… part II
There's no slam-dunk to achieving a one-content-stream-fits-all-networks mode, however. For example, when it comes to distributing content in multicast mode, which delivers multiple simultaneous streams to end users from one file, cable has a specific way of accommodating the technology over its shared distribution network, and suppliers of DSL systems have others, Compton noted.
"People want to be able to write the instructions once and ensure delivery of their multicasts through the UBR (Cisco's headend-based Universal Broadband Router) or the DSLAM (the DSL access multiplexer at the central office)," he said.
The same holds for setting QoS parameters, where network equipment provides means of flagging and prioritizing different data types. To ensure distribution to all interested end users, no matter what type of access network they're using, requires that the industry sectors agree on a common means of communicating and triggering the QoS, multicast and other functions to the edge equipment that runs the access network portion, Compton said.
"We need to know how to tie things together without trying to homogenize the methods of operation in the access networks, where the operating functions are optimized form the specific architectures," Compton said. "The key question is, can we establish a common schema in directories for setting up multicast or QoS regardless of the access architecture."
Tying things together entails making use of the Internet addressing system known as Lightweight Directory Access Protocol (LDAP) to develop OSS (operations support system) solutions that will give service providers centralized control over provisioning of services, billing and network management. This is the goal of the Directory Enabled Networks initiative spearheaded by Cisco and Microsoft Corp.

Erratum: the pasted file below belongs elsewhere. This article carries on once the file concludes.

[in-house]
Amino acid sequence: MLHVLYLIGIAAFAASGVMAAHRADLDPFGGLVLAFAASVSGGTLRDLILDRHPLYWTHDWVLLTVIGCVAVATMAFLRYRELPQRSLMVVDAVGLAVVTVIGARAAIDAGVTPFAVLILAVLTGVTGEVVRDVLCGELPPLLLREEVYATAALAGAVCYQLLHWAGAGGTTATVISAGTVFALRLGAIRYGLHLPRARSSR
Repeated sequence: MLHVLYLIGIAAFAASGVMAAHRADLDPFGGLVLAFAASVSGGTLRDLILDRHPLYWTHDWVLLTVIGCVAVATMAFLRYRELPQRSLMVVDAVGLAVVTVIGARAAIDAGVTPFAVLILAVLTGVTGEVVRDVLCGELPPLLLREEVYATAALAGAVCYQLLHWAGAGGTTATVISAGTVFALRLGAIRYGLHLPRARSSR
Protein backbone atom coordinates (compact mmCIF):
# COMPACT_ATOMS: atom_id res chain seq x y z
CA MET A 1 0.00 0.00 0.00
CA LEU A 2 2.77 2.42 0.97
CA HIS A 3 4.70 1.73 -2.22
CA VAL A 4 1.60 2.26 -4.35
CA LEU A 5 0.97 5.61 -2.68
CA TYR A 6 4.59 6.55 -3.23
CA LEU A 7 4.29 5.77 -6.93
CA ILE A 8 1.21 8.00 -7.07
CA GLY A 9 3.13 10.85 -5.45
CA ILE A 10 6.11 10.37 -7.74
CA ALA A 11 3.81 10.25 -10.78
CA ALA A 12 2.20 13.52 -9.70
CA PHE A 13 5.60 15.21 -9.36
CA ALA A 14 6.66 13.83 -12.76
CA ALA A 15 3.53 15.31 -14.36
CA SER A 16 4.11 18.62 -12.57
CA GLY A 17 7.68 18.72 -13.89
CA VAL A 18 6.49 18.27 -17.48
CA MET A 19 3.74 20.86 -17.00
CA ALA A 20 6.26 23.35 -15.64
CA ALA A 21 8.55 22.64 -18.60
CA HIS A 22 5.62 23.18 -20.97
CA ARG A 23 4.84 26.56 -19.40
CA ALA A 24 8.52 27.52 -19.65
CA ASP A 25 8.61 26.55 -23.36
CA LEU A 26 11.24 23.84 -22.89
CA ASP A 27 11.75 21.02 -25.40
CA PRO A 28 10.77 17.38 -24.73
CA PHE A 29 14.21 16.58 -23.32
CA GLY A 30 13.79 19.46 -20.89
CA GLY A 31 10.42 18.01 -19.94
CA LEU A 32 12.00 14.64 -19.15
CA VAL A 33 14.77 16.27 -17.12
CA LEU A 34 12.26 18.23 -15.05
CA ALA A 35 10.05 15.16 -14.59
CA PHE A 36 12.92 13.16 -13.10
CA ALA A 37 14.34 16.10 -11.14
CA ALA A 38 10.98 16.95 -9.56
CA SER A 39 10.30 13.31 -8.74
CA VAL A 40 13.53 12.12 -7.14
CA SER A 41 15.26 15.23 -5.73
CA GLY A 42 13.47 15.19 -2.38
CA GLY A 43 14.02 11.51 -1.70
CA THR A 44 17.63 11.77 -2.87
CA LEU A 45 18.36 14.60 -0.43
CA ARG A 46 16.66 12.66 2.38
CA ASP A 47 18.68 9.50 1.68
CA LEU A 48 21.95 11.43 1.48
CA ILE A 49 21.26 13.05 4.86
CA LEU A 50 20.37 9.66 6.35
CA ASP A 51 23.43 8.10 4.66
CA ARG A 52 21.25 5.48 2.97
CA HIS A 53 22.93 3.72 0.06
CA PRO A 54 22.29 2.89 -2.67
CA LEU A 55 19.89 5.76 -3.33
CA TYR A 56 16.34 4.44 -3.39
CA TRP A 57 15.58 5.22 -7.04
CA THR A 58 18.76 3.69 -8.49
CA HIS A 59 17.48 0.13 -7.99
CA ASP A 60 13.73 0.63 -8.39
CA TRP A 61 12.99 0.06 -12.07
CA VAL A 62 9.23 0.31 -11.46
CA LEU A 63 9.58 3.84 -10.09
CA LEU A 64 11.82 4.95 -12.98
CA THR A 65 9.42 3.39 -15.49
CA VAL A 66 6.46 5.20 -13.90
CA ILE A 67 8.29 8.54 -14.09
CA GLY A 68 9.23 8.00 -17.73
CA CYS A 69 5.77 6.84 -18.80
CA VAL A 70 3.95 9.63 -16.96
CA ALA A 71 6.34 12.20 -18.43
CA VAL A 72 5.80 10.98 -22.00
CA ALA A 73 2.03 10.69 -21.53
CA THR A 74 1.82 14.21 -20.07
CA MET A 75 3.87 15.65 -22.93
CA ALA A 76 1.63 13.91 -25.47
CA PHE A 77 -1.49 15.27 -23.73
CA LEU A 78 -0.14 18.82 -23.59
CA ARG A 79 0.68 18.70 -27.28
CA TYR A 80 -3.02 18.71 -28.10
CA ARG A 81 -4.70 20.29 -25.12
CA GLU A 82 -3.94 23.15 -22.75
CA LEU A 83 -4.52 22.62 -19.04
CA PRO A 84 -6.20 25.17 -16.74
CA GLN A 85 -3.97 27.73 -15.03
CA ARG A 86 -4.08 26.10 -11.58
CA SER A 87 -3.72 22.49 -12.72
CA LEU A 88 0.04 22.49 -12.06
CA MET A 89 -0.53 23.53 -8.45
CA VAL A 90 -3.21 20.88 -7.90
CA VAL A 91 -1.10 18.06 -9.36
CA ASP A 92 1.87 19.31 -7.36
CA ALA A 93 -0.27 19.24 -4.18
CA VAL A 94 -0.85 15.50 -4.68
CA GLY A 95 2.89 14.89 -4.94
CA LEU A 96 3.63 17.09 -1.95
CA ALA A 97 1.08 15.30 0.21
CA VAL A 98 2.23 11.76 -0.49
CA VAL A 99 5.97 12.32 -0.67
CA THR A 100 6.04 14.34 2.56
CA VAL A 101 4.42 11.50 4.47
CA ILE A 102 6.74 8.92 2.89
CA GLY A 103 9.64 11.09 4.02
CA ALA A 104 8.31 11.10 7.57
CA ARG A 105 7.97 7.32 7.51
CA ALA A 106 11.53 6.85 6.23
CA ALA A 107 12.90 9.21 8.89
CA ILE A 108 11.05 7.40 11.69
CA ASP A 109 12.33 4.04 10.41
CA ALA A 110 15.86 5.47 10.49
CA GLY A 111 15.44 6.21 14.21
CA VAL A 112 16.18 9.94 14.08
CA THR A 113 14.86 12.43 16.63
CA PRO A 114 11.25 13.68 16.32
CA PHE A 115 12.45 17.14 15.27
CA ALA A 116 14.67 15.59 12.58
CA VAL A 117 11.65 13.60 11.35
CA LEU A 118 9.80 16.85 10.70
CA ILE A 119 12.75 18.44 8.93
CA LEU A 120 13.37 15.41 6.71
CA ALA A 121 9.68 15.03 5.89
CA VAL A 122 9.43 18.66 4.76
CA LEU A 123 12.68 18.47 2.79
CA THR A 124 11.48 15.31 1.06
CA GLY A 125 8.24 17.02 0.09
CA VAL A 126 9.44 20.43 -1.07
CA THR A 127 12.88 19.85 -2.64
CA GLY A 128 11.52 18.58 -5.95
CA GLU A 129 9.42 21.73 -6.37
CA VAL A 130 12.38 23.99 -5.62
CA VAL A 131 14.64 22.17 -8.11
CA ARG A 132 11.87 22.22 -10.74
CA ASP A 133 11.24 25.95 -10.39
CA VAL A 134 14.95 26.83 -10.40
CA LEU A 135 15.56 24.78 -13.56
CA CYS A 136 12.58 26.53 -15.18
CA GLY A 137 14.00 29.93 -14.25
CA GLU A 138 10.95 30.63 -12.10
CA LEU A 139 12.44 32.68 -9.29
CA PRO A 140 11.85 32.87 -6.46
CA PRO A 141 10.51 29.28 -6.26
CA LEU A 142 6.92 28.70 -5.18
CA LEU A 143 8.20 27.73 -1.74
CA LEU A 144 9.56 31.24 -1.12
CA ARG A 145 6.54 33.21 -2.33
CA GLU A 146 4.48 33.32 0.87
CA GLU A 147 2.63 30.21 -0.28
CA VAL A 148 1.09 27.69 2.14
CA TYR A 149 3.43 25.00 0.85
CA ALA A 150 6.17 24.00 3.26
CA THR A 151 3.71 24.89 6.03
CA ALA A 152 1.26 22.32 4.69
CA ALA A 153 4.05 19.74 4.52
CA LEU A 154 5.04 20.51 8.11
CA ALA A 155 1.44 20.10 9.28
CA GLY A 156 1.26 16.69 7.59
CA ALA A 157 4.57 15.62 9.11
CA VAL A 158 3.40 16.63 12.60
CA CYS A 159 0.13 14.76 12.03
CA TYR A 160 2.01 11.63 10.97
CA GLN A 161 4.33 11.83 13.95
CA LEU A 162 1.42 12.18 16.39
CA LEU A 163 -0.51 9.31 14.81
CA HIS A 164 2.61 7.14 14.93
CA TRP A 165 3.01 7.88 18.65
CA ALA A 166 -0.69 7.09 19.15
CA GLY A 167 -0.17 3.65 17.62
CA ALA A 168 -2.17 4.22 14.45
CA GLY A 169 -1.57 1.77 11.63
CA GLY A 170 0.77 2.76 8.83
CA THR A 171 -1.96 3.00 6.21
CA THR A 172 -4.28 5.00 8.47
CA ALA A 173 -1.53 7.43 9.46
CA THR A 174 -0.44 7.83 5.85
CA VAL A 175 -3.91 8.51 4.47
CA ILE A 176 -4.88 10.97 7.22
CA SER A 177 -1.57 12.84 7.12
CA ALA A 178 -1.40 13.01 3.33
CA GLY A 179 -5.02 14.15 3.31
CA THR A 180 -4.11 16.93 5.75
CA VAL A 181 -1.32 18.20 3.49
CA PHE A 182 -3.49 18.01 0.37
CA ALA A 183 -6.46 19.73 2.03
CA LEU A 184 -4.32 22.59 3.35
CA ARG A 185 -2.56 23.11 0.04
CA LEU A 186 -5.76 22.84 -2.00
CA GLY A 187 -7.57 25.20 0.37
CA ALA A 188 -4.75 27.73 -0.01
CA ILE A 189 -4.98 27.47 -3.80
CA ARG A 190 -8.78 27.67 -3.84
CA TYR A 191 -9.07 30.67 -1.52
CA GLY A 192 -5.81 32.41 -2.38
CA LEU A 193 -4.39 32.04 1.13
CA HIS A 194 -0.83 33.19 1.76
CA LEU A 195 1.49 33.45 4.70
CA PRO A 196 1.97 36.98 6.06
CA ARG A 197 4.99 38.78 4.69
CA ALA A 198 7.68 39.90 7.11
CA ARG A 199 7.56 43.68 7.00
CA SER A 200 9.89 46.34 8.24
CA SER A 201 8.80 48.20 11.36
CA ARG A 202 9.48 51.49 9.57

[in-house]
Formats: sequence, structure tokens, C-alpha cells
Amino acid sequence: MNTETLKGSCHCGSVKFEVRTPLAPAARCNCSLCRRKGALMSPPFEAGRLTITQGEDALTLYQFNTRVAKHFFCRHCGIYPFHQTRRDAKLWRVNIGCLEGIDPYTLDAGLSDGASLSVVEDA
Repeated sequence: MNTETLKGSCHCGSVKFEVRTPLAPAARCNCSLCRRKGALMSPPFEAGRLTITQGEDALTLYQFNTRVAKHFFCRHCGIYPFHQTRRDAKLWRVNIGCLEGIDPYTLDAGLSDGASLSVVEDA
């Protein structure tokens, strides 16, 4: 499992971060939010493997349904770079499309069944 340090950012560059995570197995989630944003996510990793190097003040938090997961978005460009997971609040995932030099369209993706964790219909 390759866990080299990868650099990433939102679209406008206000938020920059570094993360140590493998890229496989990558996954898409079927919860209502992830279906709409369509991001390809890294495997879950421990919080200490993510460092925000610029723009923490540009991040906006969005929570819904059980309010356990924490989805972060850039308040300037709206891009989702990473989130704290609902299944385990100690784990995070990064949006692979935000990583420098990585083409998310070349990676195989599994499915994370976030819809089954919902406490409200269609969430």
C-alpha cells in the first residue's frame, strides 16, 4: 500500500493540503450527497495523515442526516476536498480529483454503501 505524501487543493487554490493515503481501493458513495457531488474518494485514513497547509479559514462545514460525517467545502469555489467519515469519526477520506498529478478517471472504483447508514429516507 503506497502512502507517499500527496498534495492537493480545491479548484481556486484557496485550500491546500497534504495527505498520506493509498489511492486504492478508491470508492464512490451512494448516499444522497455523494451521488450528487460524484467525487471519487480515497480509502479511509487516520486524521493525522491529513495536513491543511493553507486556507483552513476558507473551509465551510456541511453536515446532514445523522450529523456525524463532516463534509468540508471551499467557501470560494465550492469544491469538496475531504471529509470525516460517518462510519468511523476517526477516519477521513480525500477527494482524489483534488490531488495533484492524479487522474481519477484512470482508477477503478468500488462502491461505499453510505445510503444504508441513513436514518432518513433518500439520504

This type of OSS, now entering the market from a handful of suppliers, provides the linkages between the basic IP address information of each user and virtually any type of application, starting with the initial installation and registration of a customer and extending to provisioning of specific services, billing and the customer care process. This integration allows service providers to more thoroughly automate operations and to scale their systems as the customer base grows.
Intertainer and Arepa represent a new class of IP-oriented content providers whose businesses depend on broadband access exclusively. Along with working with Cisco, the two companies are structuring an agreement between themselves that will allow Intertainer to make Arepa's network-distributed CD-ROM service available to its customers, said Terrence Coles, vice president of e-commerce and advertising for Intertainer. The Arepa technology allows users to access and interact with encrypted CD-ROM material as if the CDs were running on their computers, with no discernible degradation in interaction speed, Coles said.
Intertainer, which is undergoing market tests with Comcast Cable in Willow Grove, Pa. and US West in Denver, is building a portfolio of content, from movies-on-demand to highly interactive, Web-oriented fare like the Arepa service, in preparation for commercial launches starting in the second half of the year, Coles said. "We don't have any set plans for commercial launches, but we believe everything will be in place by that timeframe," he added.
The company locally stores and distributes 500 hours worth of content at a refresh rate of 20 percent per month from facilities in Culver City, Calif. Content is delivered in MPEG-1, making it eminently suitable for delivery over DSL platforms, such as the forthcoming G.Lite system, Coles noted.
Variations on the same theme abound. Even the reluctant-to-stream @Home Network, shooting for a "near VHS" full-screen video tier at 300 to 500 kbps, is building a national media streaming backbone that marks cable's first commercial foray into the emerging multimedia entertainment maelstrom. In another example, America Online, now teamed in DSL rollout efforts with MCI Worldcom's UUNet, Bell Atlantic and GTE in various markets, is preparing for the battle with plans to launch what it's calling "AOL TV" over dialup links.
All of these developments linked to data networking are setting the table for network service providers of all stripes, putting a premium on cable's ability to set a much higher performance benchmark for TV viewing, well out of the reach of the networking capabilities of its competitors.